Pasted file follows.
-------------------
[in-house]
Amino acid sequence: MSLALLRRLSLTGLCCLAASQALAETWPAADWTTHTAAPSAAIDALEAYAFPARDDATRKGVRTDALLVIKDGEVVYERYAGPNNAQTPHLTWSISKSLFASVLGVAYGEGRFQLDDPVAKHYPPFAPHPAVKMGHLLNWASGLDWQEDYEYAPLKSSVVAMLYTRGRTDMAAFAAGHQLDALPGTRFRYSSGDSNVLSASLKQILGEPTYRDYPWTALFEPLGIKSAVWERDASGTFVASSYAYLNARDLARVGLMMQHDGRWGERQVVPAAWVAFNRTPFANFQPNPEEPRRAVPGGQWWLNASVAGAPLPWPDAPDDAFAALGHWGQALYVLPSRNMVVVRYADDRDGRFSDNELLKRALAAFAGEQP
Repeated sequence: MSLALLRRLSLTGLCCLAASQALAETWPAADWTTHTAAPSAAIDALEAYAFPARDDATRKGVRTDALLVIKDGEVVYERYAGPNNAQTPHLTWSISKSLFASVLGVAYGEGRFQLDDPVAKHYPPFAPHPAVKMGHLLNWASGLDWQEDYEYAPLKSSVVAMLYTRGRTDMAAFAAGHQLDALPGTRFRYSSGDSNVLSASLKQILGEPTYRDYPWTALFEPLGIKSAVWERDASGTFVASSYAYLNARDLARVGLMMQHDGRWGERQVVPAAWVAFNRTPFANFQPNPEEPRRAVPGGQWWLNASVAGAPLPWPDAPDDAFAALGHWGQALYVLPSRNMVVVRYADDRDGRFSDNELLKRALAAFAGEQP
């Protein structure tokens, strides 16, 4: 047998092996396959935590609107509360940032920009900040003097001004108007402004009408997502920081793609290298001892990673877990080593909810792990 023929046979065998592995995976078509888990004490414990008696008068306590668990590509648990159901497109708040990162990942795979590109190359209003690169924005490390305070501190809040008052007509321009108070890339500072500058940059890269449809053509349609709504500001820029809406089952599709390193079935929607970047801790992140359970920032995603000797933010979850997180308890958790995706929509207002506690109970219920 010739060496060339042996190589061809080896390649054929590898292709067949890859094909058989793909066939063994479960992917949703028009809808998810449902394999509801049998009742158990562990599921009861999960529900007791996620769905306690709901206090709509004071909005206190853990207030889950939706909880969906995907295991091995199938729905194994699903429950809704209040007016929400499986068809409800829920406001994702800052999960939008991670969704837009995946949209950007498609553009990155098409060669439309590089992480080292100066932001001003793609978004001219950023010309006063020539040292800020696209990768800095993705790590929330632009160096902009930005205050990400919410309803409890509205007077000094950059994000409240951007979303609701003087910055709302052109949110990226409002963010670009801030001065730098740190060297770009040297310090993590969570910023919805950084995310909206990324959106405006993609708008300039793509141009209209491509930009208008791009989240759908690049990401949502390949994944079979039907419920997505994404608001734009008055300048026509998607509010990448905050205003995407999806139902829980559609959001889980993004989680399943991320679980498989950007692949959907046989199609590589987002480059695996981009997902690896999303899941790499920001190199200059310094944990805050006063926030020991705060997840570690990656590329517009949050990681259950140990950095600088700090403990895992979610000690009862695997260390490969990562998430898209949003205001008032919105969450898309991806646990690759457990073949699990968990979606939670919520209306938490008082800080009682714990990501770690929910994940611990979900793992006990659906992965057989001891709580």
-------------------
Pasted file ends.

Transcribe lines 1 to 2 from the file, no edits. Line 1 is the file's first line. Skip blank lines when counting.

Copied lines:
[in-house]
Amino acid sequence: MSLALLRRLSLTGLCCLAASQALAETWPAADWTTHTAAPSAAIDALEAYAFPARDDATRKGVRTDALLVIKDGEVVYERYAGPNNAQTPHLTWSISKSLFASVLGVAYGEGRFQLDDPVAKHYPPFAPHPAVKMGHLLNWASGLDWQEDYEYAPLKSSVVAMLYTRGRTDMAAFAAGHQLDALPGTRFRYSSGDSNVLSASLKQILGEPTYRDYPWTALFEPLGIKSAVWERDASGTFVASSYAYLNARDLARVGLMMQHDGRWGERQVVPAAWVAFNRTPFANFQPNPEEPRRAVPGGQWWLNASVAGAPLPWPDAPDDAFAALGHWGQALYVLPSRNMVVVRYADDRDGRFSDNELLKRALAAFAGEQP